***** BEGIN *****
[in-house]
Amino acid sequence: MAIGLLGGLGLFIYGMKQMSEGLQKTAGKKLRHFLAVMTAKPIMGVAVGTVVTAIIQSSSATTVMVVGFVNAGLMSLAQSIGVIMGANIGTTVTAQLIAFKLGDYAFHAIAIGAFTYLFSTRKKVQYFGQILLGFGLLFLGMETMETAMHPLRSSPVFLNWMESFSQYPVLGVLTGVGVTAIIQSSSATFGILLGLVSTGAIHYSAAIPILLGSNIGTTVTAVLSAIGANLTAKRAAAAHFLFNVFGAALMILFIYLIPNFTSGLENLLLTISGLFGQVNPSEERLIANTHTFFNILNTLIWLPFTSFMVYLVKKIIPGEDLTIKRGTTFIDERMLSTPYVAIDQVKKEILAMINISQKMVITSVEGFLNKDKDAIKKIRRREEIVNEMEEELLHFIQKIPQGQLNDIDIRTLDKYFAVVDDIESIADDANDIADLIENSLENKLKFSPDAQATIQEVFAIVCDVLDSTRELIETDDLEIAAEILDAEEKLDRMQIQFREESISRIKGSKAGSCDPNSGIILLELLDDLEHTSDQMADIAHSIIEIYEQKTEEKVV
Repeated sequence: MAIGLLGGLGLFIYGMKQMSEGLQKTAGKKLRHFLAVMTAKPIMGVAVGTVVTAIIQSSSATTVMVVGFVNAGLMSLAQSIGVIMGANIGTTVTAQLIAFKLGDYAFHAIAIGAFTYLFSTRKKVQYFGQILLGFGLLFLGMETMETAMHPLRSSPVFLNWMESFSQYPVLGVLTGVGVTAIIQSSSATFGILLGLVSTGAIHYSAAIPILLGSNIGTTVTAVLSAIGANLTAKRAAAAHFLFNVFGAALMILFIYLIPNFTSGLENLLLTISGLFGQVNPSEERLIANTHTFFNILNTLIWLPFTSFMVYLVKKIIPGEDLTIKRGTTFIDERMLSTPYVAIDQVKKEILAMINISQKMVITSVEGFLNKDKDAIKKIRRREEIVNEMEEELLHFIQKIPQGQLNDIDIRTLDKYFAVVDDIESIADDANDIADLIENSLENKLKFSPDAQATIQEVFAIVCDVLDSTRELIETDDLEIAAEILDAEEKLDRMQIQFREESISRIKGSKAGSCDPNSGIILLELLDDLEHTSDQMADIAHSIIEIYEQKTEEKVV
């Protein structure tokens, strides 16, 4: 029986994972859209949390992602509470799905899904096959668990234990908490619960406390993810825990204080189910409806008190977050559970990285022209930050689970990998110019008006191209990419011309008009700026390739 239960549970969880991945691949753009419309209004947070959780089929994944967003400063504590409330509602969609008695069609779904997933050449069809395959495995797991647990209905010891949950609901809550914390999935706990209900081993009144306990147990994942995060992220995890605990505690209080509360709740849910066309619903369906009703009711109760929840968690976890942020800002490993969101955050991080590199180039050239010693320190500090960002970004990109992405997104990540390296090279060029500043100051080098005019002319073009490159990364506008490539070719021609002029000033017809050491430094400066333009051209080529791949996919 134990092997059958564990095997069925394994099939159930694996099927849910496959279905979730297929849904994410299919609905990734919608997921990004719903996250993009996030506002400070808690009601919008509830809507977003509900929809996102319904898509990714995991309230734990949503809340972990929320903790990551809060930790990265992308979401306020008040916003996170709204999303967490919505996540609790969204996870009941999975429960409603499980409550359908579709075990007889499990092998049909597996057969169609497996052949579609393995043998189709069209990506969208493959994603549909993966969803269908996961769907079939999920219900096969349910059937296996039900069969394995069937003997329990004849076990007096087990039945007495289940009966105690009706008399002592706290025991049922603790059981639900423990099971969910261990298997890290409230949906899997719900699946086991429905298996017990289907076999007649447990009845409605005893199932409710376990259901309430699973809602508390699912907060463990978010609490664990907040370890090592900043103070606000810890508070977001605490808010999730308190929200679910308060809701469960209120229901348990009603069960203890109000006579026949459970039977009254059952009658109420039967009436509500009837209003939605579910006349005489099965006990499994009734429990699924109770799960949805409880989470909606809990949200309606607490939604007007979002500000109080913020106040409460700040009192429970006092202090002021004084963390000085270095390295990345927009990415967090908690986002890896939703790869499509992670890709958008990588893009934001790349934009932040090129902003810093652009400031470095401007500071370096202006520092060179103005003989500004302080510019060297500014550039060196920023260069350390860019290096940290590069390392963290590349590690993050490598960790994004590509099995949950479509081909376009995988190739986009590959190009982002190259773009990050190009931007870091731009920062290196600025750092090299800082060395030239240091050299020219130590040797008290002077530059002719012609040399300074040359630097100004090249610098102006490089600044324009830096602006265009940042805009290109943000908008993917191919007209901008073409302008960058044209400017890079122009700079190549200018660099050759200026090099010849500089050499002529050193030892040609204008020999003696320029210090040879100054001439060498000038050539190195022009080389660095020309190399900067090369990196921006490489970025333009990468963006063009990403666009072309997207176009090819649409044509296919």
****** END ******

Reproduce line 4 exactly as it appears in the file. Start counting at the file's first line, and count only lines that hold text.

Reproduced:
């Protein structure tokens, strides 16, 4: 029986994972859209949390992602509470799905899904096959668990234990908490619960406390993810825990204080189910409806008190977050559970990285022209930050689970990998110019008006191209990419011309008009700026390739 239960549970969880991945691949753009419309209004947070959780089929994944967003400063504590409330509602969609008695069609779904997933050449069809395959495995797991647990209905010891949950609901809550914390999935706990209900081993009144306990147990994942995060992220995890605990505690209080509360709740849910066309619903369906009703009711109760929840968690976890942020800002490993969101955050991080590199180039050239010693320190500090960002970004990109992405997104990540390296090279060029500043100051080098005019002319073009490159990364506008490539070719021609002029000033017809050491430094400066333009051209080529791949996919 134990092997059958564990095997069925394994099939159930694996099927849910496959279905979730297929849904994410299919609905990734919608997921990004719903996250993009996030506002400070808690009601919008509830809507977003509900929809996102319904898509990714995991309230734990949503809340972990929320903790990551809060930790990265992308979401306020008040916003996170709204999303967490919505996540609790969204996870009941999975429960409603499980409550359908579709075990007889499990092998049909597996057969169609497996052949579609393995043998189709069209990506969208493959994603549909993966969803269908996961769907079939999920219900096969349910059937296996039900069969394995069937003997329990004849076990007096087990039945007495289940009966105690009706008399002592706290025991049922603790059981639900423990099971969910261990298997890290409230949906899997719900699946086991429905298996017990289907076999007649447990009845409605005893199932409710376990259901309430699973809602508390699912907060463990978010609490664990907040370890090592900043103070606000810890508070977001605490808010999730308190929200679910308060809701469960209120229901348990009603069960203890109000006579026949459970039977009254059952009658109420039967009436509500009837209003939605579910006349005489099965006990499994009734429990699924109770799960949805409880989470909606809990949200309606607490939604007007979002500000109080913020106040409460700040009192429970006092202090002021004084963390000085270095390295990345927009990415967090908690986002890896939703790869499509992670890709958008990588893009934001790349934009932040090129902003810093652009400031470095401007500071370096202006520092060179103005003989500004302080510019060297500014550039060196920023260069350390860019290096940290590069390392963290590349590690993050490598960790994004590509099995949950479509081909376009995988190739986009590959190009982002190259773009990050190009931007870091731009920062290196600025750092090299800082060395030239240091050299020219130590040797008290002077530059002719012609040399300074040359630097100004090249610098102006490089600044324009830096602006265009940042805009290109943000908008993917191919007209901008073409302008960058044209400017890079122009700079190549200018660099050759200026090099010849500089050499002529050193030892040609204008020999003696320029210090040879100054001439060498000038050539190195022009080389660095020309190399900067090369990196921006490489970025333009990468963006063009990403666009072309997207176009090819649409044509296919």